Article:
14th Conference June 12-28, 2016
Considering a decade of experience in organizing the project, fourteen previously organized conferences, and high-quality, reasoned discussions of the guests with the experts, it can be safely said that we are “reclaiming” Poland’s rightful place in great processes and historical events. Expanding contacts with major publishers that control the publishing market and the publication of academic textbooks allows our project not only to introduce changes beneficial for Poland, but also to increase noticeably the number of books that present Poland’s perspective on history and geopolitics.
We would like to emphasize that the project’s achievements were appreciated by Dr. Jarosław Gowin, Deputy Prime Minister and Minister of the Ministry of Science and Higher Education, who honored the participants with a visit during the first day of the Conference. In his speech, in addition to emphasizing the importance of the project for the popularization of our history abroad, he devoted special attention to the foreign publishers of books written by Polish historians.
- Gershon Bacon, The Jews of Modern Poland, 1772-2000, University of California Press
- Wilson Bell, Stalin's Gulag at War: Forced Labour, Mass Death, and Soviet Victory in the Second World War, University of Toronto Press
- Serhiy Bilenky, Imperial Urbanism in the Borderlands: Kyiv, 1800-1905, University of Toronto Press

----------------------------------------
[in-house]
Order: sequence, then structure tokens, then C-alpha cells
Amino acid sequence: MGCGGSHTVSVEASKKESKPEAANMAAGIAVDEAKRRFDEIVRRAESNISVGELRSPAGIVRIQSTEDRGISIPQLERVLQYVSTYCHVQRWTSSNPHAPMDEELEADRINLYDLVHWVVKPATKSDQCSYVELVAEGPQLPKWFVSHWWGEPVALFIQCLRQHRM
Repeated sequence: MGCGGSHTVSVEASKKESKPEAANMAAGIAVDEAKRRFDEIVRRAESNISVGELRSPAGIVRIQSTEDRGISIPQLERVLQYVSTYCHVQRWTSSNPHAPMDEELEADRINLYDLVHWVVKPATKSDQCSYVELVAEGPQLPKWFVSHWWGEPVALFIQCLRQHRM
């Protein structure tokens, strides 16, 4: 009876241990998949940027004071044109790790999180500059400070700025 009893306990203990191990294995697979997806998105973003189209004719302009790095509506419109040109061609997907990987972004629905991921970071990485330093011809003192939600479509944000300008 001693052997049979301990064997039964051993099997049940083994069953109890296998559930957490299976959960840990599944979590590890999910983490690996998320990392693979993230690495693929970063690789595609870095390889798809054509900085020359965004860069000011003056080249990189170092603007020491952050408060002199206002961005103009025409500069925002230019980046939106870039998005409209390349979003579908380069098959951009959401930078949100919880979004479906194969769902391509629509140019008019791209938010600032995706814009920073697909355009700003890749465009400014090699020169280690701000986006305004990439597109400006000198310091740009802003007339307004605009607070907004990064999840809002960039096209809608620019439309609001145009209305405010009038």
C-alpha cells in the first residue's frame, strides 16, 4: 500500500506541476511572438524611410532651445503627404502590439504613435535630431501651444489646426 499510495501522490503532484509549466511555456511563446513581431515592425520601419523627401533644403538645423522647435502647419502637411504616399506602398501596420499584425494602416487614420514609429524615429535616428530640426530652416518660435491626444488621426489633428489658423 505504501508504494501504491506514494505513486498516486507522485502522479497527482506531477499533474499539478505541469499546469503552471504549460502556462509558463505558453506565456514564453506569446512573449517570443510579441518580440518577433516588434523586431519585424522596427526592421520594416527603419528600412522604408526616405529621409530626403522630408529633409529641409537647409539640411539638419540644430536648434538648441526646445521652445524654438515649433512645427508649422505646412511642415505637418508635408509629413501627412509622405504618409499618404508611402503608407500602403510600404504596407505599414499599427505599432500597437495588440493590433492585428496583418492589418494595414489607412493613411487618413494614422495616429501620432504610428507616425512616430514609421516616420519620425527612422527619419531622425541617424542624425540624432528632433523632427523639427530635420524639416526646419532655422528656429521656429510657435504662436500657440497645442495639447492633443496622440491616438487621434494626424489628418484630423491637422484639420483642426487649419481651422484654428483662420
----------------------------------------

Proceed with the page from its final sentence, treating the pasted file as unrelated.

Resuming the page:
- Siobhan Doucette, Books Are Weapons: The Polish Opposition Press and the Overthrow of Communism, University of Pittsburgh Press
- Arpad Klimo, Remembering Cold Days: The 1942 Massacre of Novi Sad and Hungarian Politics and Society, 1942-1989, University of Pittsburgh Press
- Anna Muller, If the Walls Could Speak: Inside a Women's Prison in Communist Poland, Oxford University Press
- Felicia Rosu, Elective Monarchy in Transylvania and Poland-Lithuania, 1569-1587, Oxford University Press (UK)
- Kathleen Smith, Moscow 1956: The Silenced Spring, Harvard University Press
- John C. Swanson, Tangible Belonging: Negotiating Germanness in Twentieth-Century Hungary, University of Pittsburgh Press
- Lynne Viola, Stalinist Perpetrators on Trial: Scenes from the Great Terror in Soviet Ukraine, Oxford University Press
- Joshua Cole, Carol Symes, Western Civilizations: Their History & Their Culture, W.W. Norton
Examples of discussed publications
Western Civilizations is an academic textbook used by all the best English-speaking universities around the world. In order to revise the textbook thoroughly, which is indispensable after the collapse of the Soviet Union and the enlargement of the European Union, a previously neglected part of Europe has been introduced: East Central Europe. Discussions on the new text drafted by the authors began in 2013. The authors decided to radically change the previous structure of the book by introducing previously ignored countries, like Poland, Hungary, the Czech Republic and other countries of the region. Therefore, they took account of the areas extending between the Baltic and the Adriatic, and restored the right place for the significance of the Polish-Lithuanian Commonwealth.
During the discussion on the manuscript of Felicia Rosu entitled Elective Monarchy in Transylvania and Poland-Lithuania, 1569-1587, experts conducted a long and thorough analysis of the manuscript, which should be commended for expanding knowledge about the Commonwealth. All the experts expressed their satisfaction with the fact that the author`s crucial findings, based on long archival studies and excellent knowledge of literature, will enrich knowledge about Poland, Hungary and all of East Central Europe. Suggestions were mainly related to bibliographic supplements.